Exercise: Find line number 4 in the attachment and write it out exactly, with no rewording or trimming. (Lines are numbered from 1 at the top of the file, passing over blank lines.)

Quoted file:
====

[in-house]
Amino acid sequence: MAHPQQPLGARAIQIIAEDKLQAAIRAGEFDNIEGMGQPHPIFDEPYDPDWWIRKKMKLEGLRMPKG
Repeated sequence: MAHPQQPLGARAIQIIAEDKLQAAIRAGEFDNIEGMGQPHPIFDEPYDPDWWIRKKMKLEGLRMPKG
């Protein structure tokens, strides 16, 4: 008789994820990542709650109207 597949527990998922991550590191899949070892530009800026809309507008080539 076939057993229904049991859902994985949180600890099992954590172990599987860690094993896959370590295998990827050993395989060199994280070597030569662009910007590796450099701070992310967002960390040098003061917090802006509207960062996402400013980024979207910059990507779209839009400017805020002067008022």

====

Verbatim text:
């Protein structure tokens, strides 16, 4: 008789994820990542709650109207 597949527990998922991550590191899949070892530009800026809309507008080539 076939057993229904049991859902994985949180600890099992954590172990599987860690094993896959370590295998990827050993395989060199994280070597030569662009910007590796450099701070992310967002960390040098003061917090802006509207960062996402400013980024979207910059990507779209839009400017805020002067008022």